Companies that don’t evolve eventually get left behind. Yet, what is the creative engine behind this evolution? One thing I’ve discovered through life experience and in my role as a female leader in the technology field is the power that diversity and inclusion brings to an organization. For companies looking to continually sharpen their competitive edge by becoming more resilient and creative, diversity and inclusion is one of their most valuable assets.
The case for diversity and inclusion is compelling
Research has repeatedly shown that diverse companies consistently outperform more homogeneous ones. It makes sense that organizations that leverage employees’ unique strengths maximize the potential for innovative thinking and collaboration, leading to better business outcomes. Companies with more diverse talent pools increase their ability to quickly identify both untapped market opportunities and potential business risks. A recent study in the Harvard Business Review found that companies whose decision makers share more traits with their clients, customers and end-users lead in innovation.
Dismantling the status quo requires a concerted effort
Many companies, particularly in the tech sector, have found it difficult to ramp up their diversity and inclusion programs despite all their advantages. The causes are many, but among the most challenging to overcome are those based on unconscious biases. Those that have successfully transformed their culture frequently did so by enlisting the leadership of their entire C-suite. Schneider Electric, for example, has implemented a broad range of best practices that have resulted in us being recognized as a leader in our industry and could help other organizations on their diversity and inclusion journey.
Empowerment philosophies that drive change
As an iMasons Educational Committee member and champion of continuous education, I’m all about cultivating young talent to embrace the wealth of opportunities our industry has to offer. Years of hands-on involvement in mentorship initiatives like the HITEC Foundation has made me a vocal advocate for building diverse workforces, empowered by inclusive corporate cultures.
I’ve found that the road to transforming a company’s culture involves more than establishing an initiative or a program; it requires an enterprise-wide investment to create real behavior change. For example, when I started my career at Schneider Electric, I was able to hit the ground running with help from the company’s “buddy program.” The initiative paired me up with a more senior colleague to navigate my new employer’s work environment, processes, and cultural nuances. As a seasoned sales leader new to the energy management and automation world, the onboarding knowledge was pivotal in empowering my career. Beyond mentoring programs for newer employees, the ongoing endeavor to establish a culture of belonging at Schneider Electric involves taking action on four fundamental principles:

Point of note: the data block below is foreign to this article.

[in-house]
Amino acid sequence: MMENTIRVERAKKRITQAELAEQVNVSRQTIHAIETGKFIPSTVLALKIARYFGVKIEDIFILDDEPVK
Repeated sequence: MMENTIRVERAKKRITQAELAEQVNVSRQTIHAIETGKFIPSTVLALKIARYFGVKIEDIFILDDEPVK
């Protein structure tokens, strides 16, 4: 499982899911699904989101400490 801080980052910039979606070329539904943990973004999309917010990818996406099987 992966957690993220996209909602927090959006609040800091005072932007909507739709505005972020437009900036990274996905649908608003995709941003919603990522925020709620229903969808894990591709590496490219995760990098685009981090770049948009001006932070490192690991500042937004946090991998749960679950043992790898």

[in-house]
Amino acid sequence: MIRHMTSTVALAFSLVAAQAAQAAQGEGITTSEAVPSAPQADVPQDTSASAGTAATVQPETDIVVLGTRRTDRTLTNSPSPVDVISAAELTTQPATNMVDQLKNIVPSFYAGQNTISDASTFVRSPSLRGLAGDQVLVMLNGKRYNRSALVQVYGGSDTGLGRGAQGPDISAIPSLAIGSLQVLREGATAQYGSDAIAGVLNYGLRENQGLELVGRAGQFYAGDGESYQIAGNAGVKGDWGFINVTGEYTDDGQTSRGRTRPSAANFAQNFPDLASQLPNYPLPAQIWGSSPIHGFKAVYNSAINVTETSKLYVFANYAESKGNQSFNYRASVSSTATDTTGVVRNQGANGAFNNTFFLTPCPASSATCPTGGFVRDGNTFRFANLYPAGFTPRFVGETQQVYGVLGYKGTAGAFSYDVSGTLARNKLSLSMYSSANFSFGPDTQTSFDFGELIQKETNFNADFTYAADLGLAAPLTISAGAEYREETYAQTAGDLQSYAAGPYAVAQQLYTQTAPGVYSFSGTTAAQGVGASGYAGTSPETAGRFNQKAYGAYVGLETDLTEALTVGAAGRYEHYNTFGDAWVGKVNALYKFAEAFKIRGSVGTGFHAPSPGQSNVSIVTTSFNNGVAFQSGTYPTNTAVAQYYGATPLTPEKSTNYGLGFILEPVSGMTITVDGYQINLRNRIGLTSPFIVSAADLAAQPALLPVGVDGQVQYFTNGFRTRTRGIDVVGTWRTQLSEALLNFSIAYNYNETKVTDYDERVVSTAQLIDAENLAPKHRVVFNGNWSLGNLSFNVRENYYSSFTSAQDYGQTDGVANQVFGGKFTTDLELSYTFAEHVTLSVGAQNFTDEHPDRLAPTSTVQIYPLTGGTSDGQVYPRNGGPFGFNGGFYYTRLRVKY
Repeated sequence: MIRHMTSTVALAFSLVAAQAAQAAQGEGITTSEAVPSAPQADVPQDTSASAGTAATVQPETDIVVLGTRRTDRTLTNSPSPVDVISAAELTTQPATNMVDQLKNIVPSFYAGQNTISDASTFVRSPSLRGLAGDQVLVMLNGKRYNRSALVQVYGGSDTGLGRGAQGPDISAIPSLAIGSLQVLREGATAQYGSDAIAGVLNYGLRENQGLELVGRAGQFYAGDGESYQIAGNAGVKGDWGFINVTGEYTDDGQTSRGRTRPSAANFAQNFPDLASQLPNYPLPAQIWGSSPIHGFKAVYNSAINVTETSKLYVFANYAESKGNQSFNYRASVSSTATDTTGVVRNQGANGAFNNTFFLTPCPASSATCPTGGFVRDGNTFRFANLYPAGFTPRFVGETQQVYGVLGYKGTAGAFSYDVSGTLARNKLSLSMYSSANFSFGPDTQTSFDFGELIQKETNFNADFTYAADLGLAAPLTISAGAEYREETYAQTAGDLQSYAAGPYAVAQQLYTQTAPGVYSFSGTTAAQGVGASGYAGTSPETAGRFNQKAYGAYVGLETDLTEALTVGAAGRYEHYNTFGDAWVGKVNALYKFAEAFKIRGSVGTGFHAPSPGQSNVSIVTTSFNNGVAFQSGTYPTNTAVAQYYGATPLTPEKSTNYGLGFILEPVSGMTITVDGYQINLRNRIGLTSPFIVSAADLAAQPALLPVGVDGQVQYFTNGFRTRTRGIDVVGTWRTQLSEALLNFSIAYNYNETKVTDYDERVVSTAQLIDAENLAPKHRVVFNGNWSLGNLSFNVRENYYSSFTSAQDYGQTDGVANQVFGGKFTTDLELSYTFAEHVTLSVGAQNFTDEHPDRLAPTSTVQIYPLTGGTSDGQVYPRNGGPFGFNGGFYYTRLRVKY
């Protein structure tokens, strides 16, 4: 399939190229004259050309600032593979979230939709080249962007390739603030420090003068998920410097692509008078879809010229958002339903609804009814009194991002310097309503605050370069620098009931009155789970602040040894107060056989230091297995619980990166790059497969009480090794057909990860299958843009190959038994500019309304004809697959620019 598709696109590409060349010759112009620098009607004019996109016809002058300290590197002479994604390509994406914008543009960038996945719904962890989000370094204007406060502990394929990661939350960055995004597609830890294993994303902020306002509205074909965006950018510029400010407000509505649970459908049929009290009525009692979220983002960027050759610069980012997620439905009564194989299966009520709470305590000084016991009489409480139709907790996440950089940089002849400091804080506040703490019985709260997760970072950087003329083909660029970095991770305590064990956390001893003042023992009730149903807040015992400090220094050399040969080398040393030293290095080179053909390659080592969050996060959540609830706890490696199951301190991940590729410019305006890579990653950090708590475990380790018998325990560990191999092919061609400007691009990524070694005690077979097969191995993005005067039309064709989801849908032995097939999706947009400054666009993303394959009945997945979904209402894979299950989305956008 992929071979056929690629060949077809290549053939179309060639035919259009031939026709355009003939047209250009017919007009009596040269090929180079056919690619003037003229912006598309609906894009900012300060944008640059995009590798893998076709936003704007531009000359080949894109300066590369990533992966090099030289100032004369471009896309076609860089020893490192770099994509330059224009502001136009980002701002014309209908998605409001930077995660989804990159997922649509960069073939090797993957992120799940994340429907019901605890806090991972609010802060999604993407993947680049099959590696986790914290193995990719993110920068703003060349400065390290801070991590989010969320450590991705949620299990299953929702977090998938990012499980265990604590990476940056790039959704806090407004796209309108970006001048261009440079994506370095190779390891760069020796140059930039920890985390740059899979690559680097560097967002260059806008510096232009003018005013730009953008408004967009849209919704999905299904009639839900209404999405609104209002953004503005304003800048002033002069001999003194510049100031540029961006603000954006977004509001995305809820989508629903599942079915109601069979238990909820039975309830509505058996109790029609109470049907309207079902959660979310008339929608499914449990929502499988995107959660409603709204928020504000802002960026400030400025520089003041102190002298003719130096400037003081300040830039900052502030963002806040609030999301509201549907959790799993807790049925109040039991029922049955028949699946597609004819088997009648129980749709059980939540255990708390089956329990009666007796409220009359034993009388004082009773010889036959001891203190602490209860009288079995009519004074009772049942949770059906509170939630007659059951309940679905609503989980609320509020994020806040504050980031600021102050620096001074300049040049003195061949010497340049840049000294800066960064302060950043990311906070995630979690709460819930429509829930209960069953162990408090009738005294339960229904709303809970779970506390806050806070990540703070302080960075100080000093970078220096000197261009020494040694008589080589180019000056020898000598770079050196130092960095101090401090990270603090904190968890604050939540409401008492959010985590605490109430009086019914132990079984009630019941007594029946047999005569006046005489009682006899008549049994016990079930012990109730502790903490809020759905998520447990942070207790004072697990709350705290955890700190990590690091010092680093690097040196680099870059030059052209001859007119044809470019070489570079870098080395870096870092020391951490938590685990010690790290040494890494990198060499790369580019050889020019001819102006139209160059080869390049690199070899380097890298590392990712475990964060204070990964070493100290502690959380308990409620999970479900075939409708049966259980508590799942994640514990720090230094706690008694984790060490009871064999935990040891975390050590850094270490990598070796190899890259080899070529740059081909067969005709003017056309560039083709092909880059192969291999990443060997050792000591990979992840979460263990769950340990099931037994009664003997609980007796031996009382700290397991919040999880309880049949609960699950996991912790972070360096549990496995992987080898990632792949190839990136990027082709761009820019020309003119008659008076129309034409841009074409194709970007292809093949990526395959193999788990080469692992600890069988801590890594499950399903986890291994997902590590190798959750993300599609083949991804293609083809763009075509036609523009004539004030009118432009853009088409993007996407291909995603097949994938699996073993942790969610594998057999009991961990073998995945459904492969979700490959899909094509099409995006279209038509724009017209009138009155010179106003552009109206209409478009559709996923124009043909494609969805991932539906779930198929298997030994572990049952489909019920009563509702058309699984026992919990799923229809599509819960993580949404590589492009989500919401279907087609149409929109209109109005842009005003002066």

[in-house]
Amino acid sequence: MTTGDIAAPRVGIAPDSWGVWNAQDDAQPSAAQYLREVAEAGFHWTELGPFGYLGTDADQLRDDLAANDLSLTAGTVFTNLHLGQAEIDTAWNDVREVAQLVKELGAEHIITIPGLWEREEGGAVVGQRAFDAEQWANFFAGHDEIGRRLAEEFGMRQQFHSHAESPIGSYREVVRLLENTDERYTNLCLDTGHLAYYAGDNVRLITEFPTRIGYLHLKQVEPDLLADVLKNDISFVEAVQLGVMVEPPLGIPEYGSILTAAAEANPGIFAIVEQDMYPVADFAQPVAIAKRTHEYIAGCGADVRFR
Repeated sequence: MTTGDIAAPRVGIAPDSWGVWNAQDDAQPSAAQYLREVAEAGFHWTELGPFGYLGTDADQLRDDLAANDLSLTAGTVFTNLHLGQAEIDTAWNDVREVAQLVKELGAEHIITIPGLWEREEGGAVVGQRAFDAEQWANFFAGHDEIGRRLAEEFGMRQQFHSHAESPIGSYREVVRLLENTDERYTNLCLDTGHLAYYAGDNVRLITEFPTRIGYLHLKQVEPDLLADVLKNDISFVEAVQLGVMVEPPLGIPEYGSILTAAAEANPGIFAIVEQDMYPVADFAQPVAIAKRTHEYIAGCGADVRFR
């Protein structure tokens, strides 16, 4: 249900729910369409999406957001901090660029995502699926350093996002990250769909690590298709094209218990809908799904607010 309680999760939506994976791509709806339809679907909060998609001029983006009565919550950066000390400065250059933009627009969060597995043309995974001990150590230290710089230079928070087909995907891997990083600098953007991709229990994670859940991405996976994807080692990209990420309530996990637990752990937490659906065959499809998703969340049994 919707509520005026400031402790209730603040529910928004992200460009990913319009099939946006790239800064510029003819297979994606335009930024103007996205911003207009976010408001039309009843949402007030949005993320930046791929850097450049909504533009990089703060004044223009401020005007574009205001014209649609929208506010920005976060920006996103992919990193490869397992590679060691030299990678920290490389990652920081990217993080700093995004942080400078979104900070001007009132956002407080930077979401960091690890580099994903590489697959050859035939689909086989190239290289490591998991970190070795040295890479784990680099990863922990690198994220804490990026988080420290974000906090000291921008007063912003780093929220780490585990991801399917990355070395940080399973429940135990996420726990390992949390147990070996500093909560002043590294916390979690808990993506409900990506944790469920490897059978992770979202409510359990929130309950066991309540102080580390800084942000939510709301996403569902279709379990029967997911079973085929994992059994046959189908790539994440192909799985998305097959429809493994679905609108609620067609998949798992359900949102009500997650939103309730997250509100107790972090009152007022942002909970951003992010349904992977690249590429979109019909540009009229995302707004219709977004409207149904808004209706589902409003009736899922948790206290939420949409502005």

1. Embrace diversities
Schneider has Employee Resource Groups (ERG), which aim to create a corporate culture that embraces employees from different demographics in order to enrich our mutual experience, perspective, and business outcomes. Activities include internal engagement, virtual learning, mentoring resources, and connecting executives with members. Our company ERGs focus on: gender, nationality, generation, LGBT, and people with disabilities.
2. Encourage equality
Integrating diversity and inclusion into the total employee experience is critical to ensuring fairness and equity. At Schneider, the emphasis is placed on:
- Pay equity
- Hiring and empowering a diverse workforce
- Flexible work structures that include benefits such as a Global Family Leave policy
- Ensuring employee success, such as with a buddy system to mentor new hires
3. Practice inclusivity
Increasingly diverse markets, customers, and talent mean leaders and teams need to respect uniqueness in order to build a sense of belonging, as well as drive business growth and innovation. Our leaders celebrate diversity with an empathic approach that allows others to be their genuine selves.
4. Advocate for others
Sharing stories internally and externally and leading by example are fundamental to building an inclusive and diverse work environment. Some of the examples where companies can lead as change agents include:
- Gender equality with commitments to the UN’s HeForShe
- UN Free & Equal Standards of Conduct for Business on Tackling Discrimination against LGBT People
- Mission in Tech for International Women’s Day
Don’t get left behind
Numerous studies, as well as intuitions, tell us that in addition to being more creative and agile, diverse, inclusive companies are happier workplaces where good employees stay, perform better, excel beyond baselines, and enjoy their work more.
As International Women’s Day is taking place this week, it is a good reminder that companies should take a fresh look at what they are doing to empower women as well as all employees. To learn more about what Schneider Electric is doing on this front, check out our diversity and inclusion site. What is your company doing to encourage diversity and inclusion? We would love to hear your ideas in the comments section. Let’s keep the conversation going.